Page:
Weyes Blood has shared a new dystopian video for “It’s Not Just Me, It’s Everybody”, the first single that was released earlier in the month from her upcoming album And In The Darkness, Hearts Aglow. The new video was directed by filmmaker Charlotte Ercoli who also directed Weyes Bloods’ “Seven Words” music video.

Watch the new video below!

Weyes Blood’s “In Holy Flux Tour,” a headlining international touring run for the Spring of 2023 in support of And In The Darkness, Hearts Aglow, has also been announced.  The UK and EU dates begin on 28th January in Berlin and ending Tuesday 14th February in Brighton. Tickets available here.

In Holy Flux Tour 2023 


Sat. Jan. 28 – Berlin, DE – Festsaal Kreuzberg

Mon. Jan. 30 – Stockholm, SE – Berns

Tue. Jan. 31- Oslo, NO – Rockefeller

Wed. Feb. 01 – Copenhagen, DK – VEGA

Fri. Feb. 03 – Cologne, DE – Kulturkirche 

Sat. Feb. 04 – Paris, FR – Le Trianon 

Sun. Feb. 05 – Brussels, BE – Botanique – Orangerie

Mon. Feb. 06 – Amsterdam, NL – Paradiso 

Wed. Feb.08 – London, UK – Roundhouse 

Thu. Feb. 09 – Bristol, UK – SWX 

Fri. Feb. 10 – Glasgow, UK – QMU 

Sun. Feb. 12- Dublin, IE – Vicar Street

Mon. Feb. 13 – Manchester, UK – O2 Ritz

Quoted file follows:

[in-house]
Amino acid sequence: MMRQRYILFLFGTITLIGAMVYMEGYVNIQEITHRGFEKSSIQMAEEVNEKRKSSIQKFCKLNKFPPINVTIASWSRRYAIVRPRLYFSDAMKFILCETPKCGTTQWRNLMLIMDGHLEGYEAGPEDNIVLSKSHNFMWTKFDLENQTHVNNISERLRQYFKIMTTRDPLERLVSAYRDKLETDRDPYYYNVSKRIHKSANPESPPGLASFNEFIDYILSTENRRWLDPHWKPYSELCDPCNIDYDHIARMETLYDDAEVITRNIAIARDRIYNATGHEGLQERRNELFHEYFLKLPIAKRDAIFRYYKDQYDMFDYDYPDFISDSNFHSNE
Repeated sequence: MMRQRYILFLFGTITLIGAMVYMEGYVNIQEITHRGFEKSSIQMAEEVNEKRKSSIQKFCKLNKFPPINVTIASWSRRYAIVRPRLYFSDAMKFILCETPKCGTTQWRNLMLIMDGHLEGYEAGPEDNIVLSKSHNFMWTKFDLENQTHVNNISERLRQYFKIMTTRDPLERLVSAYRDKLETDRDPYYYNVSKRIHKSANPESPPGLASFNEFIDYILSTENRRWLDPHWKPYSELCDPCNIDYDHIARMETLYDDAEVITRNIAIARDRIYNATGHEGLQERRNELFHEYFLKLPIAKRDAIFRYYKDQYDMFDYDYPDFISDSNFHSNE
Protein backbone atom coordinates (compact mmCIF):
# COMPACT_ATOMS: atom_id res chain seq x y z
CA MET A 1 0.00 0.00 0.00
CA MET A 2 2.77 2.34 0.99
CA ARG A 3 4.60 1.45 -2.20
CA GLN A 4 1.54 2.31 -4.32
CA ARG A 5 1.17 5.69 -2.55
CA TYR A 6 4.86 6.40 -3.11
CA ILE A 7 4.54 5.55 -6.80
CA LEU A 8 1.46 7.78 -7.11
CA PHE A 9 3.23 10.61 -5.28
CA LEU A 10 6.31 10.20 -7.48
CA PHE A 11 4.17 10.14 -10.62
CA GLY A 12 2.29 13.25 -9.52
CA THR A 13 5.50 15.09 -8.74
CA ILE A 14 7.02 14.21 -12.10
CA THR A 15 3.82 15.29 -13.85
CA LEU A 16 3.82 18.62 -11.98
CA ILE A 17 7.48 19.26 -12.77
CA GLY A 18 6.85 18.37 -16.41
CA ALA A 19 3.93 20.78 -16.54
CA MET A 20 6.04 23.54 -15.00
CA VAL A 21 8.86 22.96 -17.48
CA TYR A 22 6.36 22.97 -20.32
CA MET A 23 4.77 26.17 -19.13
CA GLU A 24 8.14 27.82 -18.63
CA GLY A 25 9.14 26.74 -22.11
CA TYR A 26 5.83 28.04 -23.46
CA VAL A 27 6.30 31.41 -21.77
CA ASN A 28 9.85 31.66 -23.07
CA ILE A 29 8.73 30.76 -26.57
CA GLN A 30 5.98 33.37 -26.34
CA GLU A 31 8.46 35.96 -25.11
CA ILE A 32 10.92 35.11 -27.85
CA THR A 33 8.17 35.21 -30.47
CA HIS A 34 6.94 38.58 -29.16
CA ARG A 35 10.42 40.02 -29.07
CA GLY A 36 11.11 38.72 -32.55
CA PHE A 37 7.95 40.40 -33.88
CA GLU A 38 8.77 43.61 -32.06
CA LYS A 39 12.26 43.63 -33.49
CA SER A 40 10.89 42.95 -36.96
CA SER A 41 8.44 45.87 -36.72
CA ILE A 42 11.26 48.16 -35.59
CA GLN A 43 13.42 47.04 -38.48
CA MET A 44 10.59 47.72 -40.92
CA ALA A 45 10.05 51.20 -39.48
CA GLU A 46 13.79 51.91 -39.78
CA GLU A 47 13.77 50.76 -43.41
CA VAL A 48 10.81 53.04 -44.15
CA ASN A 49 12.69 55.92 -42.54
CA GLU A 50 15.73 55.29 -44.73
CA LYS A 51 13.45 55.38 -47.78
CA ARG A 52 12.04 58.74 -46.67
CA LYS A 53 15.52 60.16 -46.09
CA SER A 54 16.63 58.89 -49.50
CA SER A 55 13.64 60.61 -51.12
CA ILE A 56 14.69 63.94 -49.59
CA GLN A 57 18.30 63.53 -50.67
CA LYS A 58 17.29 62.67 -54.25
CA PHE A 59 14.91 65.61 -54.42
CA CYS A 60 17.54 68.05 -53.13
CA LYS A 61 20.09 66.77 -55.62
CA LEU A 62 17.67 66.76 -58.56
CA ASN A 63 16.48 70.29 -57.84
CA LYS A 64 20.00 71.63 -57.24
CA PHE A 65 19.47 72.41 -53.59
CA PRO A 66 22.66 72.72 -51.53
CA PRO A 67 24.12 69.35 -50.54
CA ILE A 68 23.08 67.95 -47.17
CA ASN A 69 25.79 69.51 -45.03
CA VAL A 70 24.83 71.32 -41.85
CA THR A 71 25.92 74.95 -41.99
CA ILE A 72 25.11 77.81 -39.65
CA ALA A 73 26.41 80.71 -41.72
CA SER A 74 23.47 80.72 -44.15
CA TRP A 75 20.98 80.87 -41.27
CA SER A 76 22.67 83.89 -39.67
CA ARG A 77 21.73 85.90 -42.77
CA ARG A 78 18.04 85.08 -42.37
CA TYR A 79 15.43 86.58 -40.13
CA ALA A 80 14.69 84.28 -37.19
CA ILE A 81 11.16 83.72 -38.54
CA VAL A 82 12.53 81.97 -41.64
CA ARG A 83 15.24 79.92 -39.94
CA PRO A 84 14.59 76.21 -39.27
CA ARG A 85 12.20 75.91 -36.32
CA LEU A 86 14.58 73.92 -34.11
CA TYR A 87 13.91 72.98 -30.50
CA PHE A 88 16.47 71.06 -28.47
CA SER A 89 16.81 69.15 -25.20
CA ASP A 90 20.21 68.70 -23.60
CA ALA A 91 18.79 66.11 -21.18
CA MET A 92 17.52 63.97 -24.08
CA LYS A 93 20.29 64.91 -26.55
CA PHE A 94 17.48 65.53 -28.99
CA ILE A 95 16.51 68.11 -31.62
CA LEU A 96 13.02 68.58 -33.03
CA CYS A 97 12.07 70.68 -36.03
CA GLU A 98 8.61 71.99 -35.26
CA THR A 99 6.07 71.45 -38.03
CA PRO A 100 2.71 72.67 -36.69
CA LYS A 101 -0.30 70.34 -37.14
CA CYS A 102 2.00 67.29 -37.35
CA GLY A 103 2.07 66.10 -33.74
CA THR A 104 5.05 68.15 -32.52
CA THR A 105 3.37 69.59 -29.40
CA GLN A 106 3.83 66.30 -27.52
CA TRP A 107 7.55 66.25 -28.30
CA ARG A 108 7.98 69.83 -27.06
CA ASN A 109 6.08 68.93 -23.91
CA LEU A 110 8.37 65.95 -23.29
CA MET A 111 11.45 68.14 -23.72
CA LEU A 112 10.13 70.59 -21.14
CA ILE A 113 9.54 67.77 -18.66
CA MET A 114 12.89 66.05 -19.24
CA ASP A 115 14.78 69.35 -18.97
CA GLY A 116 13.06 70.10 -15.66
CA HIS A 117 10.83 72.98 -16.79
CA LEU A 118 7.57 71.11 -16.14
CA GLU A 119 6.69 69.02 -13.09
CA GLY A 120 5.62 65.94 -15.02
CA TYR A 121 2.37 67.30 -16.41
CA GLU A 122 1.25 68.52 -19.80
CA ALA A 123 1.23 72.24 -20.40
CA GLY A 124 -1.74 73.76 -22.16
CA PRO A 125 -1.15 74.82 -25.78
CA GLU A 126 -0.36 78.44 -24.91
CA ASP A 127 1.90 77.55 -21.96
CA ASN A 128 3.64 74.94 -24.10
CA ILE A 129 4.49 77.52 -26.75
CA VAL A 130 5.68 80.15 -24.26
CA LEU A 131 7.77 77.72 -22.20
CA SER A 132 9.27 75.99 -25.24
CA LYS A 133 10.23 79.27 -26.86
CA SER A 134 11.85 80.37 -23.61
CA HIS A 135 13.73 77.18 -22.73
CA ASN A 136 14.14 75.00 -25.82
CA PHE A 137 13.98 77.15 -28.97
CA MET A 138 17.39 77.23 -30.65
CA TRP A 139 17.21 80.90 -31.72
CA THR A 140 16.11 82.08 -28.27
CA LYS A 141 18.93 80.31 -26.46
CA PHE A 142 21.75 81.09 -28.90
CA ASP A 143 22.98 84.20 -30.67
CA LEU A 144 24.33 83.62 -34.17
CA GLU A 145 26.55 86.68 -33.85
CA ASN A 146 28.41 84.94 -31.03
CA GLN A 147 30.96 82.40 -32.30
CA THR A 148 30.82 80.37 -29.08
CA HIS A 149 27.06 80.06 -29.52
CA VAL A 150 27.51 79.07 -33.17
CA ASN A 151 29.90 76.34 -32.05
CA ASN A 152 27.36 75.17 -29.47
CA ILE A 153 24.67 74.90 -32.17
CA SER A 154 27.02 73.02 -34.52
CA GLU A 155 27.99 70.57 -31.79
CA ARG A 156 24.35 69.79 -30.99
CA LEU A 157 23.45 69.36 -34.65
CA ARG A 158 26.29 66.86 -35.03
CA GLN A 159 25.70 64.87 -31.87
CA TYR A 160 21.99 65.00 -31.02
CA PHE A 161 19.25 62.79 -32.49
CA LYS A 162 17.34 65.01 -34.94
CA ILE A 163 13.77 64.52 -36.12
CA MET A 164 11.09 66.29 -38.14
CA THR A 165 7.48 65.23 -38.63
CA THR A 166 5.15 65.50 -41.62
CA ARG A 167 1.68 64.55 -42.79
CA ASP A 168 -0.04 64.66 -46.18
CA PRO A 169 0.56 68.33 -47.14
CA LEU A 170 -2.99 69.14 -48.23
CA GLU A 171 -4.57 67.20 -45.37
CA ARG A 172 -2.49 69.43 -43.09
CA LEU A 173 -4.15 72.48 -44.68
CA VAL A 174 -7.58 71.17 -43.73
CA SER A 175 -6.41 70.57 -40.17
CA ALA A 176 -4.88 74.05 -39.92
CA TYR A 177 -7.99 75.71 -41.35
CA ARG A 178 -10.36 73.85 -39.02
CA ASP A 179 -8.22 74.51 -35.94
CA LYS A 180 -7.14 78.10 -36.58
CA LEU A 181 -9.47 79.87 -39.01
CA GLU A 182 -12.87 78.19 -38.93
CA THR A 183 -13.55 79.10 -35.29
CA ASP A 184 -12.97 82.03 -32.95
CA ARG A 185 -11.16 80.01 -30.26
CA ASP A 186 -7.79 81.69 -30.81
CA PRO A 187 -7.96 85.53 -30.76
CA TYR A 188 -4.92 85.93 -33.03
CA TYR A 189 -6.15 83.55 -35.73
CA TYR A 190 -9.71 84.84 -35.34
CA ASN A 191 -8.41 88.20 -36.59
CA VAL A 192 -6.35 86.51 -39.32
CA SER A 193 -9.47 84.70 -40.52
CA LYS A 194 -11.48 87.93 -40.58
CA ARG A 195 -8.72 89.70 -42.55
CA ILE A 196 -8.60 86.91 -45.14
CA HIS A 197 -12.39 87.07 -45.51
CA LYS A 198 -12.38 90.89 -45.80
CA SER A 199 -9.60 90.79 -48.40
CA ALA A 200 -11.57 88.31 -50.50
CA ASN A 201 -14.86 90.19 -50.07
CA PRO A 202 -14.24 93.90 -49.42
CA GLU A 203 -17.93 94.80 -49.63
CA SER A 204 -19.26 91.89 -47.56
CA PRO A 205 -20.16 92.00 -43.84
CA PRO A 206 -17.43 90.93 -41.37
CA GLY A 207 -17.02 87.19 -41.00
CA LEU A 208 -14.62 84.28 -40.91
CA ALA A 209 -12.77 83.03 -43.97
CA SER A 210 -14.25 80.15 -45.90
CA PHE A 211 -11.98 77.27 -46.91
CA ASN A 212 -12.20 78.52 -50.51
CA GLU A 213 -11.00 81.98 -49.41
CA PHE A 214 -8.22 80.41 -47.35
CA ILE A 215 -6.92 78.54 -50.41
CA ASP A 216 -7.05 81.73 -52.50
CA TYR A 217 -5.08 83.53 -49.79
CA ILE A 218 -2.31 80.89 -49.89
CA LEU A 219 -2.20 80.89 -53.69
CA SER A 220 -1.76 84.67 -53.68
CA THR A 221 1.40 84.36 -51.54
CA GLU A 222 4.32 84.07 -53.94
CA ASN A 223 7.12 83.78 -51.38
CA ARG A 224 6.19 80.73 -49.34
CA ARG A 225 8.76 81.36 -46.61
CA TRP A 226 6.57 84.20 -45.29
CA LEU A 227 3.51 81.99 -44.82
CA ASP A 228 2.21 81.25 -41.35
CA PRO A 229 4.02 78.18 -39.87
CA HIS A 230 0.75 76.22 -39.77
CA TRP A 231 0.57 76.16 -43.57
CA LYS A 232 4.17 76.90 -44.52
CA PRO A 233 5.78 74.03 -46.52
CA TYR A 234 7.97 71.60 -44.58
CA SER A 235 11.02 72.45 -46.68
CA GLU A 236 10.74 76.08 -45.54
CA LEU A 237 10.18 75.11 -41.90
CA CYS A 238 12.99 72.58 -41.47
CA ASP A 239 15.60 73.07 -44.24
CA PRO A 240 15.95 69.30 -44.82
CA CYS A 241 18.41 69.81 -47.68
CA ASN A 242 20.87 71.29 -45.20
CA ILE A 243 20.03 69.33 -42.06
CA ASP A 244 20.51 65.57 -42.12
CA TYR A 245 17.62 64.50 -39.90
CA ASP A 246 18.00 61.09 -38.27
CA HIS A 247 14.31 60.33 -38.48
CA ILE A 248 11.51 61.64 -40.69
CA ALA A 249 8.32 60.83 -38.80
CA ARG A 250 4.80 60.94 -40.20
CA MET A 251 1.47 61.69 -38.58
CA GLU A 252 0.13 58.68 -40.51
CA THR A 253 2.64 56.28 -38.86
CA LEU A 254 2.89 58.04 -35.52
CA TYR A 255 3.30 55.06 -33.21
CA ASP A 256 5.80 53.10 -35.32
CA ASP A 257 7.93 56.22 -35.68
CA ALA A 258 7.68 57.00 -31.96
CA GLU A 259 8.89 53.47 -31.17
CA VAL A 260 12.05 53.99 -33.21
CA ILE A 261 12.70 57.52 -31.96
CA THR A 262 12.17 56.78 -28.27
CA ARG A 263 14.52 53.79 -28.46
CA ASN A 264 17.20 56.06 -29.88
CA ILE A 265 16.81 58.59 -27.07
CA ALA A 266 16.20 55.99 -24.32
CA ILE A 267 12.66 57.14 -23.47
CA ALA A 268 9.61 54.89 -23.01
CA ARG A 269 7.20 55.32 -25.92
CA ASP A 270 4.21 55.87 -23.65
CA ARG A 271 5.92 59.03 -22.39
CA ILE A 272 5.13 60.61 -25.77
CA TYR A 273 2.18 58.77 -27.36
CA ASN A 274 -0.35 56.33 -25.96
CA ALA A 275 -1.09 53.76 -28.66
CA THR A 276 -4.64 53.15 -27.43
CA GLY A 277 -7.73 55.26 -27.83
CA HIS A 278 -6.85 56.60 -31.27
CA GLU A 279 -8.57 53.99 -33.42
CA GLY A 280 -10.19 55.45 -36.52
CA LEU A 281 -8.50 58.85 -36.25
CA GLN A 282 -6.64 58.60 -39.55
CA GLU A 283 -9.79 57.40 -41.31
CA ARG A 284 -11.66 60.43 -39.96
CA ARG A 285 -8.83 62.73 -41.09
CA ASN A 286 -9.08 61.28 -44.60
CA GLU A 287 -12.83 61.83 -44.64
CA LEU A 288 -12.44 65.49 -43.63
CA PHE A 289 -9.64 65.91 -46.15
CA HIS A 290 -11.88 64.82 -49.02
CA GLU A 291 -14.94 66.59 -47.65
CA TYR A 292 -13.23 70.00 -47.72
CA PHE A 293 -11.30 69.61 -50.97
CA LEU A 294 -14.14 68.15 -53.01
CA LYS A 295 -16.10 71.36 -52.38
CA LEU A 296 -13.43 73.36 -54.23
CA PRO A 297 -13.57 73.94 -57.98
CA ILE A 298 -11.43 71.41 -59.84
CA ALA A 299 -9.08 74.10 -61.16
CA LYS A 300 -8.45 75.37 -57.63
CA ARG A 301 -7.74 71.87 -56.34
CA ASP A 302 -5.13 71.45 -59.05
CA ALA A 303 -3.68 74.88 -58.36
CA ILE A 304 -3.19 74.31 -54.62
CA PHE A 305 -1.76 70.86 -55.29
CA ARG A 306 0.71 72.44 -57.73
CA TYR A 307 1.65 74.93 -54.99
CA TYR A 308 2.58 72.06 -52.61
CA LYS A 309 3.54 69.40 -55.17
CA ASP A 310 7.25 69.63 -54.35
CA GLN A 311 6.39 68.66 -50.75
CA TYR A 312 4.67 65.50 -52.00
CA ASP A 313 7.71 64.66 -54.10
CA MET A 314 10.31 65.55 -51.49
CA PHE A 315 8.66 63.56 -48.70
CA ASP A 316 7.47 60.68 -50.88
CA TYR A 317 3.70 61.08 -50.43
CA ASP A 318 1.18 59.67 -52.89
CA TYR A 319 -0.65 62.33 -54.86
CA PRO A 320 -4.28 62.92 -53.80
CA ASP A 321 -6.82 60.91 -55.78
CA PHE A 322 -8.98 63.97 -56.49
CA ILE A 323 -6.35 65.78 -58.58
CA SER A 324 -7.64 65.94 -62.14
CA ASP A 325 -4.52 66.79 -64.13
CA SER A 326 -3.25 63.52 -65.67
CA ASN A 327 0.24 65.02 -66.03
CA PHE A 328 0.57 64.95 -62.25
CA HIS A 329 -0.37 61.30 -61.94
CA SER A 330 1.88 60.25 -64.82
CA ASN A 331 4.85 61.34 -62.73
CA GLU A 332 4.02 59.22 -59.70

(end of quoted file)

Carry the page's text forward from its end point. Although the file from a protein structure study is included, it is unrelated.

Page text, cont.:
Tue. Feb. 14 – Brighton, UK – CHALK


Regal Cheer Drop New Single “Malleable”

The Brighton-based two-piece noise pop outfit have released a new single, Malleable via their own label Ugly Twin Records. Following their 2021 debut EP Side Hustle, the single opens with dance-punk reminiscent drums in the song’s verses, followed by a huge scrappy chorus with fuzzy hard-hitting riffs that instantly suck you in. Clocking in at 1 minute and 50 seconds, you can already tell this song will be an instant classic at packed bar venues, coupled with the relatable notion of burning out until everything you’ve worked so hard for turns to shit.

Check out the video for Malleable below!


PVA announce debut album “BLUSH”, share new single

Photo by Sebastian Kapfhammer

PVA have announced BLUSH, their debut album set to be released on October 14th via Ninja Tune. Pre-order here. The announcement also comes alongside the release of the head-bopping new single “Hero Man”. This follows on from “Untethered” released earlier in the year and is their first full body of music since their debut EP Toner, released in 2020.

Listen to the new single below!

A press release said of the album:

Arriving closely on the heels of their 2020 EP “Toner”, the band’s stunning debut album sees them further consolidating the beating pulse of electronic music with the raw energy of a life-affirming gig and reveals more about the trio than they’ve ever previously shared. The eleven blistering tracks from the group, Ella Harris and Josh Baxter (who share lead vocals as well as handling synths, guitars and production) alongside drummer and percussionist Louis Satchell, are made from a formula of acid, disco, blistering synths, the release of the dancefloor and cathartic sprechgesang post-punk.